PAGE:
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I’m a voracious player and consumer of music.

I started playing drums at the age of 5 after hearing my dad play Led Zepplin’s “When the Levee Breaks” on cassette in his pickup. I had dozens of Steno notebooks that I would fill with drum transcriptions, lyrics, and guitar chords as I sat by the record/cassette/CD player combo (this was before you could Google this stuff). I enjoyed Waylon Jennings, Led Zeppelin, The Beastie Boys, and everything in between.

Regardless of genre, I’ve always had hip-hop in the rotation. I grew up in a time where hip-hop really broke through to the mainstream – Run-D.M.C., Public Enemy, Tupac, Biggie, and Dre. I’ve noticed a stark shift in lyrical focus around money & “hustle” over the last 25 years. Early lyrics often focused on the fruits of the Hustle – “Mo’ Money, Mo’ Problems”, “Money Ain’t a Thang”, “It’s All About the Benjamins.” I’ve noticed a shift in the last couple years to a focus on the hustle itself. The process, hard work, and dedication it took to bear the fruit – Rhianna & Drake’s “Work”, Macklemore’s “10,000 Hours”, Lil Wayne’s “No Quitter, Go Getter.”

As entrepreneurs, we celebrate the Hustle. Long days and no sleep are worn as badges of honor. “Rise and Grind” is an everyday occurrence. If you think back to the early days of starting your company, you’ll recall how much you could do on so little sleep. The fear, excitement, and adrenaline were like drugs and entrepreneurship was your dealer.

This week marks the 1-year mark that I’ve taken on more duties than ever. Two weekly podcasts, running several businesses, mentoring, creating the MOMENTUM Platform, travel, and finally taking the time to re-focus on my own training. In addition to that, I forced myself into a time cap: A 40-hour workweek (this is the least amount of hours I’ve worked in quite some time). Of course there were weeks I went over my time cap but, by and large, I stuck to the rules.

The result? I learned to get really productive. Instead of adding hours to my work, I was forced to add work to my hours. I learned key lessons on delegation and scalability of my businesses. I learned to give myself deadlines and block out important times. I became really good at making and prioritizing key decisions that only I could make. Here are the 5 things I learned from this experience:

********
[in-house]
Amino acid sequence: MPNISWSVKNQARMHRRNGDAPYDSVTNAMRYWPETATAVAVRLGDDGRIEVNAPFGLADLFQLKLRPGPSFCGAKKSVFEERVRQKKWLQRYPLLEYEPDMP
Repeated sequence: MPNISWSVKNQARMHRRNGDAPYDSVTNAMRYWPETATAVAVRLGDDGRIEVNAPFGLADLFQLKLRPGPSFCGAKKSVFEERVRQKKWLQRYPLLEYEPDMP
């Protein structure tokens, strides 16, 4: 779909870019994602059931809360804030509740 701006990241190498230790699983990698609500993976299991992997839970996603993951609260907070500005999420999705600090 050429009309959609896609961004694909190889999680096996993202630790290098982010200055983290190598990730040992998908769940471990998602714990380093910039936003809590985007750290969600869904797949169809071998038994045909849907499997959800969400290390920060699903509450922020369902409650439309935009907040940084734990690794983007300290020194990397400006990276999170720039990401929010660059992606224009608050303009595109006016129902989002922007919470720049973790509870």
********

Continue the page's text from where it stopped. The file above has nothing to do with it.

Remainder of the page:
What if you could only do 1 thing?

I only allow myself 1 thing to do every day. It’s the one thing that, if I don’t get anything else done, moves things forward. Every Sunday I make a list of my 5 things of primary importance – 1 for each day. This taught me the importance of prioritizing and delegating. By only allowing yourself 1 important task a day, I have to filter my “to-do” list into the tasks that no one else can do. Do I actually do more than 1 thing a day? OF COURSE. But, the exercise creates order and priority around my day.

EXAMPLE: Every week I have 2 podcasts that need recorded, edited, show notes written, hosted, and posted. By abiding by the “1 Task” rule, I’ve forced myself to “batch” this activity – meaning, I do similar tasks back-to-back in chunks vs. replicating the same process twice per week, every week.

Understand your brain.

I get it. It’s cool to brag about working 19 hour days and living off caffeine. And, honestly, it’s a rite of passage for the new entrepreneur. But here’s the reality: sleep deprivation and “multi-tasking” greatly reduces your cognitive abilities. No amount of hustle or grind can change your brain chemistry. Our hope is that your entrepreneurial journey has you moving from “check-list”-style tasks to high-level “CEO” tasks. CEO thinking requires less hours, but undoubtedly requires “clear” hours; strategic, surgical, long-term thinking.

EXAMPLE: My clearest thinking is at about 7:45am, right after a shower. This is about 2 hours after I wake up. I have 3 mornings like this a week – Monday through Wednesday. By Thursday, my cognitive load is too great to think strategically so those activities are pushed to the next week.